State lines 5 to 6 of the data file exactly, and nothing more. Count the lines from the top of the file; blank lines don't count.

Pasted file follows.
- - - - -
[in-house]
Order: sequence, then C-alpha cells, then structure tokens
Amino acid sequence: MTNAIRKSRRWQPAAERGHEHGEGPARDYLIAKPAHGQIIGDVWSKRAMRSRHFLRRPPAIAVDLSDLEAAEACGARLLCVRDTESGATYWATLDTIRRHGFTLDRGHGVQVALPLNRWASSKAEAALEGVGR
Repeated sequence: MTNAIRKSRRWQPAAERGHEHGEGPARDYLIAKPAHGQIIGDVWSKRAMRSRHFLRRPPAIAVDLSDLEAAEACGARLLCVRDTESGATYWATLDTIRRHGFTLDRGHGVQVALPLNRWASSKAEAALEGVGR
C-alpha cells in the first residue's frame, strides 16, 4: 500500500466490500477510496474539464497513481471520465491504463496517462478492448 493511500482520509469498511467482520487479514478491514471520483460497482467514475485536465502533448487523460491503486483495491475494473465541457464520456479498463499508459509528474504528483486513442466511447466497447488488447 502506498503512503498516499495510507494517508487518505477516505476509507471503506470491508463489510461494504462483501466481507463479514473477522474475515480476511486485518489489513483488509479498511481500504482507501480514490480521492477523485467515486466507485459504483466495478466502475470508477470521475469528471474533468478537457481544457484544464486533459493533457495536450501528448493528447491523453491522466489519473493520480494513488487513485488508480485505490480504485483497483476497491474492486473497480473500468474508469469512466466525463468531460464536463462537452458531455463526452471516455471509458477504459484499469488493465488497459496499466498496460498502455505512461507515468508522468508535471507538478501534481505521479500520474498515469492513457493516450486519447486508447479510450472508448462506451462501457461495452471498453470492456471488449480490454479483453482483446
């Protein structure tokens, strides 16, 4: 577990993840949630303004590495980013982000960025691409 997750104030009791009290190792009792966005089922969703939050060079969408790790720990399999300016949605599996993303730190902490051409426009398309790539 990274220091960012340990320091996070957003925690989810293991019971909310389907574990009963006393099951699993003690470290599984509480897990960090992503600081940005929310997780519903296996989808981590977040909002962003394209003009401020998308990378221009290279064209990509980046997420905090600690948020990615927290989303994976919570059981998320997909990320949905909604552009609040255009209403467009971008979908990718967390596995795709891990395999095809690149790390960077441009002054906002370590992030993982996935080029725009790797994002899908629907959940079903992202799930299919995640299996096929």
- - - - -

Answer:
C-alpha cells in the first residue's frame, strides 16, 4: 500500500466490500477510496474539464497513481471520465491504463496517462478492448 493511500482520509469498511467482520487479514478491514471520483460497482467514475485536465502533448487523460491503486483495491475494473465541457464520456479498463499508459509528474504528483486513442466511447466497447488488447 502506498503512503498516499495510507494517508487518505477516505476509507471503506470491508463489510461494504462483501466481507463479514473477522474475515480476511486485518489489513483488509479498511481500504482507501480514490480521492477523485467515486466507485459504483466495478466502475470508477470521475469528471474533468478537457481544457484544464486533459493533457495536450501528448493528447491523453491522466489519473493520480494513488487513485488508480485505490480504485483497483476497491474492486473497480473500468474508469469512466466525463468531460464536463462537452458531455463526452471516455471509458477504459484499469488493465488497459496499466498496460498502455505512461507515468508522468508535471507538478501534481505521479500520474498515469492513457493516450486519447486508447479510450472508448462506451462501457461495452471498453470492456471488449480490454479483453482483446
């Protein structure tokens, strides 16, 4: 577990993840949630303004590495980013982000960025691409 997750104030009791009290190792009792966005089922969703939050060079969408790790720990399999300016949605599996993303730190902490051409426009398309790539 990274220091960012340990320091996070957003925690989810293991019971909310389907574990009963006393099951699993003690470290599984509480897990960090992503600081940005929310997780519903296996989808981590977040909002962003394209003009401020998308990378221009290279064209990509980046997420905090600690948020990615927290989303994976919570059981998320997909990320949905909604552009609040255009209403467009971008979908990718967390596995795709891990395999095809690149790390960077441009002054906002370590992030993982996935080029725009790797994002899908629907959940079903992202799930299919995640299996096929």